Recently I’d been observing the challenges of tenant selection and the difficulty of finding rental accommodation in a market with low supply volumes. This prompted one reader to ask some questions around the idea of living in a home and investing elsewhere, versus renting or staying at home and buying and investment property. It is indeed a challenge faced by many young Australians looking to get onto the property ladder.
In fact, there are two popular investment trends that are emerging in some of the lower rental supply markets in recent years that have really taken off within the young investor community. Of course we all know of traditional “owner-occupier” approach to investing, as in, you save a deposit for your home, or “principal place of residence” (PPOR), buy and move in for a couple of years and wait until you’ve built enough equity to then buy an investment property.
But what of alternative options that young investors are doing to help get ahead, and also run from the pressure of a big mortgage repayment, while on comparatively lower (or “career-establishing”, as I like to call them!) salaries?
The notion of being a “renter-investor” came to prominence in recent years; and as someone who is a renter-investor myself, I thought I’d weigh up some of the pros and cons of owner-occupying and then investing, as opposed to renting and investing. Additionally, I started out as an owner-occupier/investor, so I’ve had experience in both.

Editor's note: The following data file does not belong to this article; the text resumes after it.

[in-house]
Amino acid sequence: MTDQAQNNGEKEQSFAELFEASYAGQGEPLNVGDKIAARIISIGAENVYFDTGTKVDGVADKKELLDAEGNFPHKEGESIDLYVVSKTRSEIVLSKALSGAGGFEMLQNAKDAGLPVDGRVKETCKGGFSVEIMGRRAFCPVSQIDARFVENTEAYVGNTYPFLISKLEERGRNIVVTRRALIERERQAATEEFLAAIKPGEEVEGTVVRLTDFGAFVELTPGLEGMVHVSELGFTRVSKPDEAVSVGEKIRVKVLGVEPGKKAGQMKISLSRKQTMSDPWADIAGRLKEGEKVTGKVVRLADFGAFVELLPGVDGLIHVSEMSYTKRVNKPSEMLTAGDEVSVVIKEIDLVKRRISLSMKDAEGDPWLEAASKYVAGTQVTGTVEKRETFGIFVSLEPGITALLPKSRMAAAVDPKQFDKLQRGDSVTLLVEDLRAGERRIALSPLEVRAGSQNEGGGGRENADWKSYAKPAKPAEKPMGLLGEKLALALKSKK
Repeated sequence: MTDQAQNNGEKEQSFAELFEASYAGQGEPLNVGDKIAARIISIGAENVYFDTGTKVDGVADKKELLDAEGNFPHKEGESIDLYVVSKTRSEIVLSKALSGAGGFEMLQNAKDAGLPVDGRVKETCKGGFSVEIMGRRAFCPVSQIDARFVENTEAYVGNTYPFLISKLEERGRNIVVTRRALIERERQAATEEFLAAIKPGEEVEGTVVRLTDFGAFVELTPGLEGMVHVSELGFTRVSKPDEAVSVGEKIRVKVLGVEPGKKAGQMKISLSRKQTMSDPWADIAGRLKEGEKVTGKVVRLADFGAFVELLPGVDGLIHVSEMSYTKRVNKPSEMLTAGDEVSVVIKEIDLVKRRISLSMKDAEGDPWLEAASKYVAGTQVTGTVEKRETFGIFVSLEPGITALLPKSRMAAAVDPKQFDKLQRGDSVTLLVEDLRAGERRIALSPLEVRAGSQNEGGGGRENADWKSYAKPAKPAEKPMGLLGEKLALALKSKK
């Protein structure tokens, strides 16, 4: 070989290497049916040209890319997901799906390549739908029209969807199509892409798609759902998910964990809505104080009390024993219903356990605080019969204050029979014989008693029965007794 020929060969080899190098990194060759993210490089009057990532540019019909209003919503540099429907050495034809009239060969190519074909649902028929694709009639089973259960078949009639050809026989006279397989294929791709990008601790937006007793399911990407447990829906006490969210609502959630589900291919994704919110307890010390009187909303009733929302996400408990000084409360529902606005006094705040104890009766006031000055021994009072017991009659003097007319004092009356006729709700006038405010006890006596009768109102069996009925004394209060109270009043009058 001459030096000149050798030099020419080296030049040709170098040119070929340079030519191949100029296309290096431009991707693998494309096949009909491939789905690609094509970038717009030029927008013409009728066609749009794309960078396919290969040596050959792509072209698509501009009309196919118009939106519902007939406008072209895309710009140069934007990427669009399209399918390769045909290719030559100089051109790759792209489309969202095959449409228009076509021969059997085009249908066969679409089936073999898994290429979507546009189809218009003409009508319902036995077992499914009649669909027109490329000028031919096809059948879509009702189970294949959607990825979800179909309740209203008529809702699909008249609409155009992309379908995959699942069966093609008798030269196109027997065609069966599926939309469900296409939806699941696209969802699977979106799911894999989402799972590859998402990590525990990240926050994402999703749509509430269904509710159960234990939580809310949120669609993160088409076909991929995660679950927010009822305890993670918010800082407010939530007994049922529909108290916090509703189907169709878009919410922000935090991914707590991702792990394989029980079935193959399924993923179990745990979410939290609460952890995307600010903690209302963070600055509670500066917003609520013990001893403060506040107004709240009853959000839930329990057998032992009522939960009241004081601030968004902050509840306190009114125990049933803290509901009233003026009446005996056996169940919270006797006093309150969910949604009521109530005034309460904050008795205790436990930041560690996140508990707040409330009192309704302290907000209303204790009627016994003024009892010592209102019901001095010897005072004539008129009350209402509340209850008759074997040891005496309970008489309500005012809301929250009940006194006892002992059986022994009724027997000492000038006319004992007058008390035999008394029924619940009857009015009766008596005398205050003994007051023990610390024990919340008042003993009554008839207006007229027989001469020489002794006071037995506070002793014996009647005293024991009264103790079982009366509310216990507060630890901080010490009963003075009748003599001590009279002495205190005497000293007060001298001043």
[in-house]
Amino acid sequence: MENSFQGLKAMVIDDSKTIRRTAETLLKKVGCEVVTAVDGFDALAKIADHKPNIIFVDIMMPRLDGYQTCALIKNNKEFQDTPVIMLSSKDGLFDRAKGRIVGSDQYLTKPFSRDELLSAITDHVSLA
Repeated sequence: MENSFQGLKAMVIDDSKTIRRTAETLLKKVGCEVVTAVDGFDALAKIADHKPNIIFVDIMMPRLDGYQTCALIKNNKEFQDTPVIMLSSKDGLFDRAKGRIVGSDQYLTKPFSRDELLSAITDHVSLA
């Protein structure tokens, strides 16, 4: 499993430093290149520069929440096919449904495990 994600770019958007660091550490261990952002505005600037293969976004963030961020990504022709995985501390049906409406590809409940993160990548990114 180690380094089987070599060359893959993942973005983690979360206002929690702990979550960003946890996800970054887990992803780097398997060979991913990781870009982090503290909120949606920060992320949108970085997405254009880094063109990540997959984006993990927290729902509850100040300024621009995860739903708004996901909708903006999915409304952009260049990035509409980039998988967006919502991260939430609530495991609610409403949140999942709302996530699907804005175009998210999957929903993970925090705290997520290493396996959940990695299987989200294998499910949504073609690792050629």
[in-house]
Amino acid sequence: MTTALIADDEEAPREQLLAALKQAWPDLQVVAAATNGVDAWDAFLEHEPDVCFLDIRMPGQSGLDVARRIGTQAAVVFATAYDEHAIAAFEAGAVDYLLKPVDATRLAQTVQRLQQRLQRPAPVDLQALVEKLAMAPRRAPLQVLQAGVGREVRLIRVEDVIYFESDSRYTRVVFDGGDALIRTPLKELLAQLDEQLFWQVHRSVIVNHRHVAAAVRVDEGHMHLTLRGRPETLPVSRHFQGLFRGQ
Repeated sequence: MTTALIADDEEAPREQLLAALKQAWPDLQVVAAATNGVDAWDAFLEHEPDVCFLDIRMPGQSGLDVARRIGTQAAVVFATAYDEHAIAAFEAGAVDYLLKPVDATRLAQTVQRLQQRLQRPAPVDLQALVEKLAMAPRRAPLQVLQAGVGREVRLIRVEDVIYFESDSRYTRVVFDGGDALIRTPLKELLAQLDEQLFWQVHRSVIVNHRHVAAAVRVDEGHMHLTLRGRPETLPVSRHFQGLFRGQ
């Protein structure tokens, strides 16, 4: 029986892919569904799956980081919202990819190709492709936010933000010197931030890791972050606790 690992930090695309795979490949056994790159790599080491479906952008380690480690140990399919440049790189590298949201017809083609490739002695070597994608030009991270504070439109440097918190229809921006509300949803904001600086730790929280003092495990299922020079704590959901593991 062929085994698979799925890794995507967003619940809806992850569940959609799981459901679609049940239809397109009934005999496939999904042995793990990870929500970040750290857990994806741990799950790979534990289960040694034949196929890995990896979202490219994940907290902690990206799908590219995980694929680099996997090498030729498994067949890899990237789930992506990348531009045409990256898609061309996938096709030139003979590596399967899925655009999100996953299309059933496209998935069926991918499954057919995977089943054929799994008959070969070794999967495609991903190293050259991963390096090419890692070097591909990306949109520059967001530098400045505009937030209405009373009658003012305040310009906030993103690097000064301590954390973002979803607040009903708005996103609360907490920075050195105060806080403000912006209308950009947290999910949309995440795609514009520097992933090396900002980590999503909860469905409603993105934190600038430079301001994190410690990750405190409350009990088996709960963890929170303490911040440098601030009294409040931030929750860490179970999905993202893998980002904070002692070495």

Owning your own home and then investing:
Pro: The security of not being asked to leave after six months of tenancy.
Pro: You can personalise the space you live in and greater freedom to decorate as desired.
Con: You cannot claim any of the tax benefits of living in your own home unless…
…Pro: You rent out bedrooms to a boarder, entitling you to apportioned tax deductible expenses (effectively making your own home partially an investment property).
Pro: The advantage of being able to live in the area/suburb/street where you want to be. Renters are often at the mercy of accepting less than their ideal locale.
Con: You are at the mercy of paying the additional costs involved in home ownership (strata for units, council/water rates, house maintenance, repairs, etc) without any of the tax deduction allowances, making owner-occupying very expensive when coupled with mortgage repayments.
Investing while renting:
Pro: Cash flow month to month – it’s easily considerably cheaper to split bills and rent rate.
Pro: Probably the biggest one – you free up cashflow to save harder for a deposit on an investment property.
Pro: Many options exist within this: couples moving in together to split costs; friends can flat or house share to split costs; or simply living with parents and paying a little board can keep costs down.
Con: Insecurity of long-term tenancy. Owners can sell/move back in/even demolish the property you’re renting.
Con: Costs aren’t fixed; leases tend to hike up in rent at the end of one lease and the start of another one.
Con: Depending on whom you’re living with, the challenge of personality clashes or inconvenient lifestyle issues with accommodation sharers.
Con: Lack of freedom in personalising your home.
My view on what gets you further ahead? It all depends on your goals. Ask yourself, is owning your own home the real end result you’re looking for, or is it simply financial stability? At the end of the day, investment property is all about building wealth for your security, so do you really need to live in the security that you own? Both options will help you work towards achieving your goals – in the end you are still investing, but there’s no denying that those who can share the cost of living, even for a couple of years in that tough starting-out phase, can build equity and savings quicker, to get them up the ladder faster.
Cameron McEvoy is a property investor and maintains a blog, Property Spectator.